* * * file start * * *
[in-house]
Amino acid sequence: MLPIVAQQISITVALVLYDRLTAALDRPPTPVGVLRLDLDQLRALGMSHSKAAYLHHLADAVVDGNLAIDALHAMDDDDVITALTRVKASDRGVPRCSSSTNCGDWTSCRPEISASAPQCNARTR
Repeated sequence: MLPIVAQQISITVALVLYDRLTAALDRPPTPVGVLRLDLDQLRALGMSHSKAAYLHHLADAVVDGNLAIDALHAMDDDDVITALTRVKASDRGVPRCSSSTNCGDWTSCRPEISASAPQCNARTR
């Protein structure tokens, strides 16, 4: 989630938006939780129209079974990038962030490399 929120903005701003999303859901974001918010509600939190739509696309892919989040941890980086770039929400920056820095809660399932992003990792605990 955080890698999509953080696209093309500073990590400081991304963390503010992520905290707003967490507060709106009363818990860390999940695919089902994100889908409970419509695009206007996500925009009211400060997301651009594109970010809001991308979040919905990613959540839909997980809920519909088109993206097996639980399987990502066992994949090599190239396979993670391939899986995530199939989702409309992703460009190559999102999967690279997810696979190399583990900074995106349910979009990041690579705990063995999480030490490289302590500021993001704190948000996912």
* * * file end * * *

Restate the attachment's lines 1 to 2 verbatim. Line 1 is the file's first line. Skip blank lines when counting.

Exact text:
[in-house]
Amino acid sequence: MLPIVAQQISITVALVLYDRLTAALDRPPTPVGVLRLDLDQLRALGMSHSKAAYLHHLADAVVDGNLAIDALHAMDDDDVITALTRVKASDRGVPRCSSSTNCGDWTSCRPEISASAPQCNARTR